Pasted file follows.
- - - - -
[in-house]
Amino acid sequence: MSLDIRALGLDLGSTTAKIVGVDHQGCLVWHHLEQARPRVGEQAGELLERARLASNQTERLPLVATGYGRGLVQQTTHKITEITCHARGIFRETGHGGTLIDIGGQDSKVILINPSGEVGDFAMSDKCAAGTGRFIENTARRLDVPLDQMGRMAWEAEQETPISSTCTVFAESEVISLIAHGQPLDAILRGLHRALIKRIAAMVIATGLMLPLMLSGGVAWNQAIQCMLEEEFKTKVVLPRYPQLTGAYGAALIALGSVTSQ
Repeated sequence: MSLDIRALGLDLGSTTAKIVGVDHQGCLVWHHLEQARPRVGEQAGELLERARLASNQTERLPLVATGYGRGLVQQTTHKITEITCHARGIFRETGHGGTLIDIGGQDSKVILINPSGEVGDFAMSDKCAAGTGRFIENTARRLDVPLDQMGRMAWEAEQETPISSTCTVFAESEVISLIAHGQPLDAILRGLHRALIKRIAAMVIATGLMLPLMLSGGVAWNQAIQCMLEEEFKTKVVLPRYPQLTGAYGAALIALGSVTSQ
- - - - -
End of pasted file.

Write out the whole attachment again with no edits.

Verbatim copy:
[in-house]
Amino acid sequence: MSLDIRALGLDLGSTTAKIVGVDHQGCLVWHHLEQARPRVGEQAGELLERARLASNQTERLPLVATGYGRGLVQQTTHKITEITCHARGIFRETGHGGTLIDIGGQDSKVILINPSGEVGDFAMSDKCAAGTGRFIENTARRLDVPLDQMGRMAWEAEQETPISSTCTVFAESEVISLIAHGQPLDAILRGLHRALIKRIAAMVIATGLMLPLMLSGGVAWNQAIQCMLEEEFKTKVVLPRYPQLTGAYGAALIALGSVTSQ
Repeated sequence: MSLDIRALGLDLGSTTAKIVGVDHQGCLVWHHLEQARPRVGEQAGELLERARLASNQTERLPLVATGYGRGLVQQTTHKITEITCHARGIFRETGHGGTLIDIGGQDSKVILINPSGEVGDFAMSDKCAAGTGRFIENTARRLDVPLDQMGRMAWEAEQETPISSTCTVFAESEVISLIAHGQPLDAILRGLHRALIKRIAAMVIATGLMLPLMLSGGVAWNQAIQCMLEEEFKTKVVLPRYPQLTGAYGAALIALGSVTSQ